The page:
At Geoff Keighley’s 2019 Game Awards show, Death Stranding was represented in many categories. It won three of them: Best Game Direction, Best Performance, and Best Score & Music. What it did not win is Game Of The Year, which went to Sekiro: Shadows Die Twice.
This is a defeat for Kojima, because even though he won smaller awards, everybody knows that unless you’re competing in a specific genre (Best Fighting Game, Best Racing Game, etc.) there’s only one award that really matters, and it’s Game Of The Year. Any publication or website can have their own GOTY award, but this is an industry award show, meaning that it is voted on by fellow developers and professionals. Fans could vote online for their favorite game in a separate category.
This weekend is the inaugural EXILECON, hosted by Grinding Gear Games, creators of Path of Exile. Having caught up on the first day’s stream, I can safely say that they are putting Blizzard to shame yet again. Day 2 is happening now, and I’m excited to see what’s discussed. The event reminds me of everything I love about GGG and Path of Exile. It’s not a fireworks show or a WWE pablum for the masses, but a laser-focused commitment to the supporters with a clear vision, a professional grade of quality, and a deep awareness of what people want to see.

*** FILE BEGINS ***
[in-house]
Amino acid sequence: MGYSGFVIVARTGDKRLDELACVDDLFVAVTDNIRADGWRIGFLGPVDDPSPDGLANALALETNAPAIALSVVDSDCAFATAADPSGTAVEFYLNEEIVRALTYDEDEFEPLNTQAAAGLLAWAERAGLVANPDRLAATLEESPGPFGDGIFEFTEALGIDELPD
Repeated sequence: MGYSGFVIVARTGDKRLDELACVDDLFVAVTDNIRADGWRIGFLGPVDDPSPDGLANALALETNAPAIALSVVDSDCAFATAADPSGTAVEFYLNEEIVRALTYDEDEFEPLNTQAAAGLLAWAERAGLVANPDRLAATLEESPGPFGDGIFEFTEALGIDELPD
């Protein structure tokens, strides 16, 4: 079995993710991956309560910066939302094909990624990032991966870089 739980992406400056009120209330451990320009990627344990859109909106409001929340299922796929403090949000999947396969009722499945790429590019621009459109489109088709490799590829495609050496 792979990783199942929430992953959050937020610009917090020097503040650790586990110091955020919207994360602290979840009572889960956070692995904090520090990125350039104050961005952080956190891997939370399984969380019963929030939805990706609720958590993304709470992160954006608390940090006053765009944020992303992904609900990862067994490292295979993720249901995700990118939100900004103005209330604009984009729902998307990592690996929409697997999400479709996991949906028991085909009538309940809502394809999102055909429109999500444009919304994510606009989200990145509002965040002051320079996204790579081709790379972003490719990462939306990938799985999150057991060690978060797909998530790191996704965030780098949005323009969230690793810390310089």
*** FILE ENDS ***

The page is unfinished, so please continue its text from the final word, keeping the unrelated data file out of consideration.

Path of Exile 2has been announced. I’d write more about it here, but I’m busy listening to Chris Wilson at the event being a very smart and responsible lead designer.
Steam remains one of the best services in the world, and I’ve always enjoyed their attempts to innovate. But it wasn’t until this week that I noticed they have a “Labs” division showing off experiments. The work they’re doing is rather fascinating.
E3 2019 happened less than 20 days ago but has already been forgotten. It was overlooked by the gaming world and proved to be a disaster. Not only did PlayStation dodge the whole event out of embarrassment for their lack of offerings, but Microsoft may as well have done the same. It was the worst E3 ever, and it’s especially grim when we see it as a forecast of what’s to come: that is to say, services and mediocrity.